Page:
The Collected Letters, Volume 28


TC TO WILLIAM ALLINGHAM ; 21 April 1853; DOI: 10.1215/lt-18530421-TC-WA-01; CL 28: 116-117


Chelsea, 21 April, 1853—

Dear Sir,

I believe the usual Academic equipments, Latin, Greek &c, are practically attainable in Dublin, London, Edinburgh, Glasgow (in all of which places there are Professors of accredited repute);—attainable, that is, by a man sufficiently bent upon the enterprise; as indeed they are anywhere, by such a man, witness Warburton who continued an Attorneys Clerk till he became “learned” to that extent;1 while to the opposite kind of man, as we have examples enough, they continue everywhere unattainable. A far graver question were, Whether the road to Wisdom does really, in present centuries, lie thro' that turnpike at all; whether the game, in such a case as yours, is anything like worth the candle! But on that we do not enter at present.— — For the rest, London (tho' there is an excellent Classicist, Professor Newman,2 in employment there) would certainly seem to me a very unfit place for preparatory study, the interruptions to study of any sort being so enormous in a monstrous chaotic Capital like London: but I ought to say, my own available acquaintance with such Seminaries and their capabilities amounts, at present, to mere zero, my interest in them and their pursuits having been upon the decline this long while (indeed, ever since I myself got out of their distracted precincts, with life still in me); and, of course, you will consult your contemplated Professor himself, before entering on such a career in any place.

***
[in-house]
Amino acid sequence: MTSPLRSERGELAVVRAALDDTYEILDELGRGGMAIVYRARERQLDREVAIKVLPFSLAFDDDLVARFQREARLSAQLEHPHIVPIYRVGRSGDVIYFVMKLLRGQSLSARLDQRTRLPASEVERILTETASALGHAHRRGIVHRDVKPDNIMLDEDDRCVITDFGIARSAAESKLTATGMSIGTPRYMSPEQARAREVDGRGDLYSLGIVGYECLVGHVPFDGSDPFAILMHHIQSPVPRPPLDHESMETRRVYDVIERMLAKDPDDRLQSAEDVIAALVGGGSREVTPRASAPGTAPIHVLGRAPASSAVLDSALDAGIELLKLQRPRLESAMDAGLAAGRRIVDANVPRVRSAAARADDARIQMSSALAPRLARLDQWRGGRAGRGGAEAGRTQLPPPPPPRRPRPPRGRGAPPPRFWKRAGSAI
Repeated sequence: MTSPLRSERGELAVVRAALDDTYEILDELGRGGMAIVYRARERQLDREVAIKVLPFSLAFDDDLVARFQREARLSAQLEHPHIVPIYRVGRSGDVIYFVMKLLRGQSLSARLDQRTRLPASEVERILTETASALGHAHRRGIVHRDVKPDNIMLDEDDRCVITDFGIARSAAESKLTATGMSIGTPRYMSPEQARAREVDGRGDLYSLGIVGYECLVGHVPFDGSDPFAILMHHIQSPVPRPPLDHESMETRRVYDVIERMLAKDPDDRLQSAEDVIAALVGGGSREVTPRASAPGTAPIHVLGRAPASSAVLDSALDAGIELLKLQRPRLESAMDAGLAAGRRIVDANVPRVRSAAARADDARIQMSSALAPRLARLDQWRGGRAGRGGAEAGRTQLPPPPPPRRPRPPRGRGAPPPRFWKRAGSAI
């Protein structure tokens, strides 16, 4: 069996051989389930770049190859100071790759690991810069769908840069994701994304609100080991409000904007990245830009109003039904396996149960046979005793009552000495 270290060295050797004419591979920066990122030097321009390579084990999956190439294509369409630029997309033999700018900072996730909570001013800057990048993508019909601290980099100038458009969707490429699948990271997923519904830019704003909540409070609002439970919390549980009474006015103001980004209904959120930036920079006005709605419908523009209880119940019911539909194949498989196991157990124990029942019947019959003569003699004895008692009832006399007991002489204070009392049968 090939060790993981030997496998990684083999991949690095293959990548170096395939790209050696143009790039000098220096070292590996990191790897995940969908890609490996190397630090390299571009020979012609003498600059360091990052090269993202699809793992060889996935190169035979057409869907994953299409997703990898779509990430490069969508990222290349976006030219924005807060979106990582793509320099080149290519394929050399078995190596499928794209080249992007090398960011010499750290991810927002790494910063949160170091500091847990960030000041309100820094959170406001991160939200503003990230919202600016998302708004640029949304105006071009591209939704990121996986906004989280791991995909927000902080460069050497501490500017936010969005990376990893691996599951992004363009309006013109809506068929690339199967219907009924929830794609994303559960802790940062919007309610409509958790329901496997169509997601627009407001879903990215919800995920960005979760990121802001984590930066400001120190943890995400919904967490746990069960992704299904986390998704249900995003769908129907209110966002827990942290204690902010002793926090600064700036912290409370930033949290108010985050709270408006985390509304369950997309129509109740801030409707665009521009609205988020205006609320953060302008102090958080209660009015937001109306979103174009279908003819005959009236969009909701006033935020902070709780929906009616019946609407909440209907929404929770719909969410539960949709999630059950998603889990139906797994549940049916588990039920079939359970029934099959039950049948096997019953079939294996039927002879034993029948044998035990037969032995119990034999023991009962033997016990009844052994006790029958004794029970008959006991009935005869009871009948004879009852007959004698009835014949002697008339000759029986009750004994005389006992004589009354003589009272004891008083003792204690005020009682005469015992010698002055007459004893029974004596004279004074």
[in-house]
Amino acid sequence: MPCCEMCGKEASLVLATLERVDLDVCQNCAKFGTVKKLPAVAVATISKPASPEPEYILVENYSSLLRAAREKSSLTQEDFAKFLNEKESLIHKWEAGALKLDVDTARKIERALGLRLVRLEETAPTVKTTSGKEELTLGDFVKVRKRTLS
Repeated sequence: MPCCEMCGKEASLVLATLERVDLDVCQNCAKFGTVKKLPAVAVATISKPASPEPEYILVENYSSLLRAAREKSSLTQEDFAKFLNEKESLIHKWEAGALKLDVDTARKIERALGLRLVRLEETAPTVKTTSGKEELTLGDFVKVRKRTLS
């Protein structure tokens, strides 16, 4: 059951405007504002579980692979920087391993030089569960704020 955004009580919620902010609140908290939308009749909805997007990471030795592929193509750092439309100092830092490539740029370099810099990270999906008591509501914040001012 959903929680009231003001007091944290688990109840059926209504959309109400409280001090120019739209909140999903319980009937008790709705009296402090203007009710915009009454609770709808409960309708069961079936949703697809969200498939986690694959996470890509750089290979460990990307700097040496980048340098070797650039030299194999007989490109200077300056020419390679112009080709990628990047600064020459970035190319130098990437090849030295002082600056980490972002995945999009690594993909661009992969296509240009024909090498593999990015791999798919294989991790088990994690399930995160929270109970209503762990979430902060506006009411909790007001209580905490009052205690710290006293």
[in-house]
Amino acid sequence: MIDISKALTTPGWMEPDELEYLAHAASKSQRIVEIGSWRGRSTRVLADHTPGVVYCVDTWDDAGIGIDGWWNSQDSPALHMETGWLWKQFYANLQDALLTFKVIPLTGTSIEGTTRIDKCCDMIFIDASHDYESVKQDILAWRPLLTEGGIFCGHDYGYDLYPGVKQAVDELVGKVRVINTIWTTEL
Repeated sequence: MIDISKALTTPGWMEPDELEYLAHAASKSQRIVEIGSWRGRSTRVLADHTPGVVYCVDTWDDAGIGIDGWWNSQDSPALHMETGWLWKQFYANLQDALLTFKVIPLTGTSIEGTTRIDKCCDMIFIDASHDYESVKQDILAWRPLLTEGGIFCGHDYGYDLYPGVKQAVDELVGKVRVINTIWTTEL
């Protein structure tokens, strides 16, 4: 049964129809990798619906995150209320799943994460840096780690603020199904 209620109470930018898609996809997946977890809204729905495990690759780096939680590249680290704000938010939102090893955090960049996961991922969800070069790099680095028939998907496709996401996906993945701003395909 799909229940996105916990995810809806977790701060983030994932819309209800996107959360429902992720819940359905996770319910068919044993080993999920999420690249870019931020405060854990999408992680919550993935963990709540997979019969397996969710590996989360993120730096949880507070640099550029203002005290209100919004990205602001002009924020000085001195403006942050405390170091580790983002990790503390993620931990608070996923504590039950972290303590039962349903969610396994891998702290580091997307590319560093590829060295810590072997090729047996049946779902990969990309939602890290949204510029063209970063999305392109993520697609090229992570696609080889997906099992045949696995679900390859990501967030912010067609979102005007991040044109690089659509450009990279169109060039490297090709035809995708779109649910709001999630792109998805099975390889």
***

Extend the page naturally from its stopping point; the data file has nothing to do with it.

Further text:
Believe me / Yours very sincerely

T. Carlyle

W. Allingham Esq